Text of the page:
NHS’s People Plan: Recognising the importance of work-life balance

Last week, the NHS released an interim People Plan. Following on from the NHS Long Term Plan released in January, the People Plan focuses on the health service’s vision for NHS employees and the immediate action needed to stave off a staffing and culture crisis.

There is a huge amount to be encouraged by in this report. It’s an honest, nuanced look at the challenges currently facing our health service. In recognising that the NHS needs to become an “inclusive and modern employer if we are to attract and retain the people we need”, the institution is taking a big step towards accelerating much-needed modernisation of how it supports its staff.

To see the People Plan acknowledge that “our people want to have more flexible careers and a better work/life balance” is music to my ears, as of course Patchwork’s core purpose is to create tools that help clinical staff achieve greater work-life balance. We enable them to use technology to retain their skills within our hospital wards, whilst also protecting NHS budgets.

As the wider world of work has rapidly evolved, the NHS has been stuck in a time-warp. As clinicians have seen friends and family benefit from an increase in flexible working, and the introduction of technologies to automate mundane tasks and make others easier, NHS teams have been battling decades-old systems and frustrations.

With increasing pressures and, in many cases, decreasing resources, it’s no surprise that sickness absence in the NHS is “2.3 percentage points higher than in the rest of the economy” and that we lose one in eleven staff permanently each year. Staff are doing their best, but as we know, many are reaching breaking point.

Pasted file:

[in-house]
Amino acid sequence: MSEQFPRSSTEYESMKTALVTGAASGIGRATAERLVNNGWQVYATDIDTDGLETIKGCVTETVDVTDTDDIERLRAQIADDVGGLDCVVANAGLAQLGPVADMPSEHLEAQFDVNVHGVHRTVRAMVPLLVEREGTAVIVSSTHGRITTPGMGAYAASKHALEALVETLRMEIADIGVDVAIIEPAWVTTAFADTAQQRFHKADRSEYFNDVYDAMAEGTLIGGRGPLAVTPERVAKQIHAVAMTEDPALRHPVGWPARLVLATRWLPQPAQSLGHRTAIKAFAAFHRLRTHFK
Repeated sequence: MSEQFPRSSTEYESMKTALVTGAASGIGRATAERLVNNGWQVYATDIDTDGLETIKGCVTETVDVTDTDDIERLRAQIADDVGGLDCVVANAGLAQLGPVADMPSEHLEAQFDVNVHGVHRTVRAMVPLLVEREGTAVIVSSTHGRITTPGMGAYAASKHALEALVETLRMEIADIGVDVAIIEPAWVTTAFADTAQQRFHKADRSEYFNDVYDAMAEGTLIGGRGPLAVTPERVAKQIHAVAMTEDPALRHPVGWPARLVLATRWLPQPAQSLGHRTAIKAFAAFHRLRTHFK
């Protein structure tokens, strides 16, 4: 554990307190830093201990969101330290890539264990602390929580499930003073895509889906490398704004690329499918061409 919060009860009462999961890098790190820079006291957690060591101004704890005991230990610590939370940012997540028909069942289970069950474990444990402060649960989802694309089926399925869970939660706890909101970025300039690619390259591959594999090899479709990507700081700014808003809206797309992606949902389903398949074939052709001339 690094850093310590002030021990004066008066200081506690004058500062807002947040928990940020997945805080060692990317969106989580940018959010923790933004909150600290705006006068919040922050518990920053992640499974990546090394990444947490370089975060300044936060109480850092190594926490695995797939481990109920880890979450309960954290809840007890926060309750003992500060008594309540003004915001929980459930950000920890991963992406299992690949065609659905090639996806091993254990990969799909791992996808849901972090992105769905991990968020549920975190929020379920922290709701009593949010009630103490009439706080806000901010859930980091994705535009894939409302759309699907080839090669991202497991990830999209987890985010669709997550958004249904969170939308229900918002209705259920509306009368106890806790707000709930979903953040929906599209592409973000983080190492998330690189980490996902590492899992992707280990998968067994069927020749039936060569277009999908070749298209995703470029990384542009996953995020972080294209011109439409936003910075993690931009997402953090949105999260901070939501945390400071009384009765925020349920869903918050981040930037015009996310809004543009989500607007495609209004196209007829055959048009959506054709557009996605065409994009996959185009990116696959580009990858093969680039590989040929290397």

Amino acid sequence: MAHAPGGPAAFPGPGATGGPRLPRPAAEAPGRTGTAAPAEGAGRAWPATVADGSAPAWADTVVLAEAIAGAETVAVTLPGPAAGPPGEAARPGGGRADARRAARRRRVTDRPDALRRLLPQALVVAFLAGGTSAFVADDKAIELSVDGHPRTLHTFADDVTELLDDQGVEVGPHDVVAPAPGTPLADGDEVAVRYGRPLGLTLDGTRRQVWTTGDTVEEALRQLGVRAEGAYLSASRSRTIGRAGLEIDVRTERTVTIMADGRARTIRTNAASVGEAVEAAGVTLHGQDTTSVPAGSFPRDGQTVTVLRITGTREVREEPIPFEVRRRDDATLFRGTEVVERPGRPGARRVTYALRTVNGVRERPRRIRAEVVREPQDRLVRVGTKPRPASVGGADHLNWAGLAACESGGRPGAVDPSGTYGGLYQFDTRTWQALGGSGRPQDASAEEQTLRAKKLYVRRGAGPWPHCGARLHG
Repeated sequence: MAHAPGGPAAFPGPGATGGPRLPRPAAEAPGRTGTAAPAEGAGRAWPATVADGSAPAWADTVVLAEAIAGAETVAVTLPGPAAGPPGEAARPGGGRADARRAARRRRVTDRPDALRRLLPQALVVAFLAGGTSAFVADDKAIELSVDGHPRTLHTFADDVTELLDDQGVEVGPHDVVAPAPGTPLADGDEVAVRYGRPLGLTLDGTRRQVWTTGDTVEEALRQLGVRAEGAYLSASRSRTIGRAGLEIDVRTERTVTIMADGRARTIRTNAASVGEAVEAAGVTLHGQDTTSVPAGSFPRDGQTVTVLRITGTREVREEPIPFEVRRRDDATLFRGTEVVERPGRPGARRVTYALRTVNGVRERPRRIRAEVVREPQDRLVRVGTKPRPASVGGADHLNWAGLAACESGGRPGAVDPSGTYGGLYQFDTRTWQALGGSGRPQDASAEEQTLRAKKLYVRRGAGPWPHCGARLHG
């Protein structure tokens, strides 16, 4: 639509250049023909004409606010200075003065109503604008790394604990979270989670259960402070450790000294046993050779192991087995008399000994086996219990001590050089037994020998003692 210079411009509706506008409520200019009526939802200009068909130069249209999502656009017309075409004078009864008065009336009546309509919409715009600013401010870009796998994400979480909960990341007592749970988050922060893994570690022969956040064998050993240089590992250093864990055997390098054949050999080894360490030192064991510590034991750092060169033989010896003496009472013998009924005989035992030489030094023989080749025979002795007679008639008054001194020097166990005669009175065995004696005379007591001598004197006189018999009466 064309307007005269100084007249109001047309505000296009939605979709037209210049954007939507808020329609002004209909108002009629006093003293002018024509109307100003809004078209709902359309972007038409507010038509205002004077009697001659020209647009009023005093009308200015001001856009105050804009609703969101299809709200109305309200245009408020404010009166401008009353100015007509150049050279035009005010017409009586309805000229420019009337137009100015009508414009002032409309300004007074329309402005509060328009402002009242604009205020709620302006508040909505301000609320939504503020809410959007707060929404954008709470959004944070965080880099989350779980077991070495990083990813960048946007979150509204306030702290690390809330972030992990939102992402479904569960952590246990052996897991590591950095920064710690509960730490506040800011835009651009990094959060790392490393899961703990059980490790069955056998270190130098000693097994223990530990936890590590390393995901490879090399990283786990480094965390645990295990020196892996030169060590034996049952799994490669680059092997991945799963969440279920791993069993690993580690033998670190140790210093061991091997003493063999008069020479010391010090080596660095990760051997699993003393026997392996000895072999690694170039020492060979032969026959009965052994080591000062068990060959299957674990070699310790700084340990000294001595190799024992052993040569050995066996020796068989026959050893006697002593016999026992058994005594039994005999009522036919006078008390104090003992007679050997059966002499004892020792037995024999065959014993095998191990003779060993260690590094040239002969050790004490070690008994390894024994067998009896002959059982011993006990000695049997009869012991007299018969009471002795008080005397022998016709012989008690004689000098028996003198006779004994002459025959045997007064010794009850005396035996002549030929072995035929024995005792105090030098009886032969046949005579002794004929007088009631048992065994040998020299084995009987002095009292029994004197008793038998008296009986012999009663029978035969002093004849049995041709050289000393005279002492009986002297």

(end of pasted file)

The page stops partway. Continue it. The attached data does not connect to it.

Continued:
The ambition, therefore, to “make the NHS, already the largest employer in England, also the best” is laudable. Putting this at the top of the agenda is long overdue.

As a health tech provider, it’s not surprising that we also agree with the report’s assessment that technology will enable staff “to work to their full potential”. We are strong believers in the impact that carefully designed, empathetic technology can have on the NHS and its people. Money-saving and efficiency are core benefits, naturally, but the impact technology can have on well-being and workplace satisfaction is just as important.

As the report states: “we must put workforce planning at the centre of our overall planning processes”. Without its staff, the NHS wouldn’t exist. All stakeholders must therefore do everything in their power to ensure the ambitions of the People Plan are realised before it’s too late. We must protect, support and retain our clinicians to stem the tide of those leaving.

And, at Patchwork, we’re working hard to play a small part in this most vital of revolutions.

Walk in their shoes: why empathy is the key to unlocking true innovation in healthcare

If you haven’t experienced it, how would you know what it feels like? Dr Anas Nader, NHS doctor and co-founder of Patchwork Health explains why the digital revolution isn’t taking off in the NHS as it should. And offers a simple way to fix the issue

If you read the headlines, you’d be forgiven for thinking that healthtech is being heartily embraced across all levels of the NHS – swooping in to solve its woes. Indeed, the creation of NHSX and the digital mindset of the new Health Secretary have created a culture within the health service which is embracing technology like never before. Yet ask clinicians on the front line what they think of the latest gizmo or system and you’re more likely to get an eye roll rather than evangelism.